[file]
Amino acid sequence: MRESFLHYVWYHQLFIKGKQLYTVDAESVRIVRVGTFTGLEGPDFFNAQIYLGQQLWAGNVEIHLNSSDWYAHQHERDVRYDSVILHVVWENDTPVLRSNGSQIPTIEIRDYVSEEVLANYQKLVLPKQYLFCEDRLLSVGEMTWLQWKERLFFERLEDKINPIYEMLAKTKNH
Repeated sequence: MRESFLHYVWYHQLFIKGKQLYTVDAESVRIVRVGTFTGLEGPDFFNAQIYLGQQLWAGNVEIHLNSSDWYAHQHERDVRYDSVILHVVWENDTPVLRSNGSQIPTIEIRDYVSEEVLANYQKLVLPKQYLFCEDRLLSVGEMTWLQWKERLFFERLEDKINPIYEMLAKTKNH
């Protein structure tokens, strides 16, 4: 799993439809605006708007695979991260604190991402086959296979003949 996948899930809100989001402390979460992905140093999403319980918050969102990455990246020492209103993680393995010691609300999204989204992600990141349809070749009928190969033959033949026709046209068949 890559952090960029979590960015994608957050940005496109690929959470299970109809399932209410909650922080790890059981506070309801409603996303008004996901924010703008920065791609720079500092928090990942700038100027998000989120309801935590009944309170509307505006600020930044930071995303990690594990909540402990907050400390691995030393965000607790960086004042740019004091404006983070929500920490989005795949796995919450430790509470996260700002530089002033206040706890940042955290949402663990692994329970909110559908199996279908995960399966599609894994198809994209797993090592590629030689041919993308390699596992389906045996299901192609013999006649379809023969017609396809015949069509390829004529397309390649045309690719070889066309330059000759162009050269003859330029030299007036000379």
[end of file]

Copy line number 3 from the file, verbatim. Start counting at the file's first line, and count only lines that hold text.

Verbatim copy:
């Protein structure tokens, strides 16, 4: 799993439809605006708007695979991260604190991402086959296979003949 996948899930809100989001402390979460992905140093999403319980918050969102990455990246020492209103993680393995010691609300999204989204992600990141349809070749009928190969033959033949026709046209068949 890559952090960029979590960015994608957050940005496109690929959470299970109809399932209410909650922080790890059981506070309801409603996303008004996901924010703008920065791609720079500092928090990942700038100027998000989120309801935590009944309170509307505006600020930044930071995303990690594990909540402990907050400390691995030393965000607790960086004042740019004091404006983070929500920490989005795949796995919450430790509470996260700002530089002033206040706890940042955290949402663990692994329970909110559908199996279908995960399966599609894994198809994209797993090592590629030689041919993308390699596992389906045996299901192609013999006649379809023969017609396809015949069509390829004529397309390649045309690719070889066309330059000759162009050269003859330029030299007036000379």